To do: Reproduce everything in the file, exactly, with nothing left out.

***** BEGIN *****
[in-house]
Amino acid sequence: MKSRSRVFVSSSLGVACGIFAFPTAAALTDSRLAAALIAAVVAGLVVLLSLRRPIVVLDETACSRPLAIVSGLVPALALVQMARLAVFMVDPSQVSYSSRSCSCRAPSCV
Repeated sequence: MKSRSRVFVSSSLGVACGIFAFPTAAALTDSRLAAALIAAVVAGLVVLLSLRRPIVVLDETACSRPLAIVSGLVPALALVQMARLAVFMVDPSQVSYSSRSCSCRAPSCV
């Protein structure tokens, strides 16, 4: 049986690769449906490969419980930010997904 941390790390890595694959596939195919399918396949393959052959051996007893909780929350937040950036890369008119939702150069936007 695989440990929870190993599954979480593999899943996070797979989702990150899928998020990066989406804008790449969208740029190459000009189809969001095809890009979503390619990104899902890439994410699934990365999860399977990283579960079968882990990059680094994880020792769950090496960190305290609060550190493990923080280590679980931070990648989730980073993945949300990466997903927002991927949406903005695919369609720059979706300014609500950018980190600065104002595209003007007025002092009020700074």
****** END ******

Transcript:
[in-house]
Amino acid sequence: MKSRSRVFVSSSLGVACGIFAFPTAAALTDSRLAAALIAAVVAGLVVLLSLRRPIVVLDETACSRPLAIVSGLVPALALVQMARLAVFMVDPSQVSYSSRSCSCRAPSCV
Repeated sequence: MKSRSRVFVSSSLGVACGIFAFPTAAALTDSRLAAALIAAVVAGLVVLLSLRRPIVVLDETACSRPLAIVSGLVPALALVQMARLAVFMVDPSQVSYSSRSCSCRAPSCV
């Protein structure tokens, strides 16, 4: 049986690769449906490969419980930010997904 941390790390890595694959596939195919399918396949393959052959051996007893909780929350937040950036890369008119939702150069936007 695989440990929870190993599954979480593999899943996070797979989702990150899928998020990066989406804008790449969208740029190459000009189809969001095809890009979503390619990104899902890439994410699934990365999860399977990283579960079968882990990059680094994880020792769950090496960190305290609060550190493990923080280590679980931070990648989730980073993945949300990466997903927002991927949406903005695919369609720059979706300014609500950018980190600065104002595209003007007025002092009020700074």